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Driven by strong demand for clean energy and mounting impacts from climate-driven extreme weather, entities around the world are setting ambitious goals to scale back emissions from the fossil fuels that have powered economic processes for over a century.

The majority of emissions come from three sectors: electricity generation, transportation, and buildings.

Steep increases in renewables will reduce electric sector emissions and power new loads from transportation and buildings.

But the grid must undergo profound changes for this to occur.

Electricity will drive global decarbonisation. the longer-term grid must first be clean. No feasible, affordable path exists to exchange gasoline with a carbon-free liquid fuel for vehicles, nor gas with a carbon-free alternative for cooking and heating.

No path, that is, aside from electrifying vehicles and buildings, is recognized because of the lowest-cost, lowest-risk decarbonization strategy.

Clean electricity will drive emissions reductions across the economy. Some renewable energy will still come from power plants, but those are often difficult to create, as are often the long transmission lines that bring power to users.

Against this, local renewables can provide clean, affordable power to customers more easily, making it decentralized.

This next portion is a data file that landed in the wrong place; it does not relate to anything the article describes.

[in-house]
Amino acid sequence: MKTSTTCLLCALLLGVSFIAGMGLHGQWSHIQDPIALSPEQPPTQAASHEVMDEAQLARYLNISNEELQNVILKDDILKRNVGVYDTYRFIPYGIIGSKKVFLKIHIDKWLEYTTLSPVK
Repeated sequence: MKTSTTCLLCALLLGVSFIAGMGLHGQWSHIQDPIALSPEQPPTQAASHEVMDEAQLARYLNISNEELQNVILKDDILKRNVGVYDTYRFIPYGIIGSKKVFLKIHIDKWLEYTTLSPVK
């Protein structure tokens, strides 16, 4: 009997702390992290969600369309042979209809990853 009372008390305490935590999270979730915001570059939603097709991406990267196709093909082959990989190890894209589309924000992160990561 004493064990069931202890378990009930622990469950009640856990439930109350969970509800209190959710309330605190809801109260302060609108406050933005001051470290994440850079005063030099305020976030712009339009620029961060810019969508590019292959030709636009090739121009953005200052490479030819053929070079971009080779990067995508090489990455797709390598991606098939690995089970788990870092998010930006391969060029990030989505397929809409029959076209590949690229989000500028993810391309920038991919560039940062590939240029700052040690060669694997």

The future grid will address key challenges: power outages and economic losses from extreme weather.

With these events becoming more frequent and severe, maintaining the grid’s century-old, centralized architecture may be a costly proposition. It must be resilient.

With renewables, growth, and variation in electricity services also as significant unpredictability in supply and demand, the grid must become dynamic. And so as for that grid to function, it must be smart.

On an increasingly complex future grid, the number of selections will far exceed human and traditional digital automation capabilities.

There’s already automation on today’s grid, but automation can only go thus far.

Fully enabling a future grid and maximizing its benefits would require AI.

Ultimately, AI will transform the grid from an aging supplier of commodity electricity to an intelligent “system of systems” that produces optimized outcomes.

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